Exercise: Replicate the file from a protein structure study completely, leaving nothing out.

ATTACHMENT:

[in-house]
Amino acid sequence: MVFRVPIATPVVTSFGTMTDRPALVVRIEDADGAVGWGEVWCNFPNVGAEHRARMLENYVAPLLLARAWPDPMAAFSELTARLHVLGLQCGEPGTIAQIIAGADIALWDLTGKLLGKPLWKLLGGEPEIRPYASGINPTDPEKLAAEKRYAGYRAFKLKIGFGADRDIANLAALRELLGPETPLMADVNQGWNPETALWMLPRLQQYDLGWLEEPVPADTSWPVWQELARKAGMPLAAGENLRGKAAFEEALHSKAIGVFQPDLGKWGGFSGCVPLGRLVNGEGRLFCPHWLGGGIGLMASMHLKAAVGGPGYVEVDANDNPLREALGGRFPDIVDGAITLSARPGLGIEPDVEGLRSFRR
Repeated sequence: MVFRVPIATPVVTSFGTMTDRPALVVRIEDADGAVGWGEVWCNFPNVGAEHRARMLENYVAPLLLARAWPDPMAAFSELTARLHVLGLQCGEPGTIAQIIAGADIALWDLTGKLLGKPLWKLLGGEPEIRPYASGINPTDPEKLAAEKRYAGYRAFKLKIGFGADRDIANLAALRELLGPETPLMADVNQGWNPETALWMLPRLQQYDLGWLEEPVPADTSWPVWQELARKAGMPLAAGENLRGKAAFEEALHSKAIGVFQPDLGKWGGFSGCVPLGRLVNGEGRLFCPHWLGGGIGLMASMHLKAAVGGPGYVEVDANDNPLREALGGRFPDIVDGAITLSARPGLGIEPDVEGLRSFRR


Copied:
[in-house]
Amino acid sequence: MVFRVPIATPVVTSFGTMTDRPALVVRIEDADGAVGWGEVWCNFPNVGAEHRARMLENYVAPLLLARAWPDPMAAFSELTARLHVLGLQCGEPGTIAQIIAGADIALWDLTGKLLGKPLWKLLGGEPEIRPYASGINPTDPEKLAAEKRYAGYRAFKLKIGFGADRDIANLAALRELLGPETPLMADVNQGWNPETALWMLPRLQQYDLGWLEEPVPADTSWPVWQELARKAGMPLAAGENLRGKAAFEEALHSKAIGVFQPDLGKWGGFSGCVPLGRLVNGEGRLFCPHWLGGGIGLMASMHLKAAVGGPGYVEVDANDNPLREALGGRFPDIVDGAITLSARPGLGIEPDVEGLRSFRR
Repeated sequence: MVFRVPIATPVVTSFGTMTDRPALVVRIEDADGAVGWGEVWCNFPNVGAEHRARMLENYVAPLLLARAWPDPMAAFSELTARLHVLGLQCGEPGTIAQIIAGADIALWDLTGKLLGKPLWKLLGGEPEIRPYASGINPTDPEKLAAEKRYAGYRAFKLKIGFGADRDIANLAALRELLGPETPLMADVNQGWNPETALWMLPRLQQYDLGWLEEPVPADTSWPVWQELARKAGMPLAAGENLRGKAAFEEALHSKAIGVFQPDLGKWGGFSGCVPLGRLVNGEGRLFCPHWLGGGIGLMASMHLKAAVGGPGYVEVDANDNPLREALGGRFPDIVDGAITLSARPGLGIEPDVEGLRSFRR